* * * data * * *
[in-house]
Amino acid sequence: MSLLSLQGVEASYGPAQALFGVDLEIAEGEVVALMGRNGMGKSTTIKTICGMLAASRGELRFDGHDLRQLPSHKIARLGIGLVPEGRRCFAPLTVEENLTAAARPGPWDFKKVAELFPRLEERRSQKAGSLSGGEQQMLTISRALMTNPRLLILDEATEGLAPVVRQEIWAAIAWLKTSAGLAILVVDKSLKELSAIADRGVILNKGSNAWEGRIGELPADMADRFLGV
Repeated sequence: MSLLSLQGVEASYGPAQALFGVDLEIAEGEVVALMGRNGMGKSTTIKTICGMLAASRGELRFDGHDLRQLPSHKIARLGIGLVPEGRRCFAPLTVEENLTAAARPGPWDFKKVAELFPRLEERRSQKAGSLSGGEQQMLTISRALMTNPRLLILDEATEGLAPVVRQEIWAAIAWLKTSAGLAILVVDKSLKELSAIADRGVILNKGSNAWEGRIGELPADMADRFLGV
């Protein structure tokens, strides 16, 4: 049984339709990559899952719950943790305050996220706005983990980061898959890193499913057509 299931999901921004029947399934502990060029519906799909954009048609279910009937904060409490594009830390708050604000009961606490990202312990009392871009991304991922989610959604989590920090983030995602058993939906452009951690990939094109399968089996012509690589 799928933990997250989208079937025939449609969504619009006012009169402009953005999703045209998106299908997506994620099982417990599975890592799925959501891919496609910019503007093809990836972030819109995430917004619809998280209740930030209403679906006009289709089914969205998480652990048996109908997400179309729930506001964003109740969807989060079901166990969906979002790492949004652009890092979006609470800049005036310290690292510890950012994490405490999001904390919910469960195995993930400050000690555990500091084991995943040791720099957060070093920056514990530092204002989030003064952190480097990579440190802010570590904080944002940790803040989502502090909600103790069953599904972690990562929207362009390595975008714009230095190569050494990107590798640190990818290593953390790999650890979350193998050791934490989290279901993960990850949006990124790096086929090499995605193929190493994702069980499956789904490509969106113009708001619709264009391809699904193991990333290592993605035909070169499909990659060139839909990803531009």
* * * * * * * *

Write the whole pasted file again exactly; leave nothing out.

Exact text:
[in-house]
Amino acid sequence: MSLLSLQGVEASYGPAQALFGVDLEIAEGEVVALMGRNGMGKSTTIKTICGMLAASRGELRFDGHDLRQLPSHKIARLGIGLVPEGRRCFAPLTVEENLTAAARPGPWDFKKVAELFPRLEERRSQKAGSLSGGEQQMLTISRALMTNPRLLILDEATEGLAPVVRQEIWAAIAWLKTSAGLAILVVDKSLKELSAIADRGVILNKGSNAWEGRIGELPADMADRFLGV
Repeated sequence: MSLLSLQGVEASYGPAQALFGVDLEIAEGEVVALMGRNGMGKSTTIKTICGMLAASRGELRFDGHDLRQLPSHKIARLGIGLVPEGRRCFAPLTVEENLTAAARPGPWDFKKVAELFPRLEERRSQKAGSLSGGEQQMLTISRALMTNPRLLILDEATEGLAPVVRQEIWAAIAWLKTSAGLAILVVDKSLKELSAIADRGVILNKGSNAWEGRIGELPADMADRFLGV
């Protein structure tokens, strides 16, 4: 049984339709990559899952719950943790305050996220706005983990980061898959890193499913057509 299931999901921004029947399934502990060029519906799909954009048609279910009937904060409490594009830390708050604000009961606490990202312990009392871009991304991922989610959604989590920090983030995602058993939906452009951690990939094109399968089996012509690589 799928933990997250989208079937025939449609969504619009006012009169402009953005999703045209998106299908997506994620099982417990599975890592799925959501891919496609910019503007093809990836972030819109995430917004619809998280209740930030209403679906006009289709089914969205998480652990048996109908997400179309729930506001964003109740969807989060079901166990969906979002790492949004652009890092979006609470800049005036310290690292510890950012994490405490999001904390919910469960195995993930400050000690555990500091084991995943040791720099957060070093920056514990530092204002989030003064952190480097990579440190802010570590904080944002940790803040989502502090909600103790069953599904972690990562929207362009390595975008714009230095190569050494990107590798640190990818290593953390790999650890979350193998050791934490989290279901993960990850949006990124790096086929090499995605193929190493994702069980499956789904490509969106113009708001619709264009391809699904193991990333290592993605035909070169499909990659060139839909990803531009």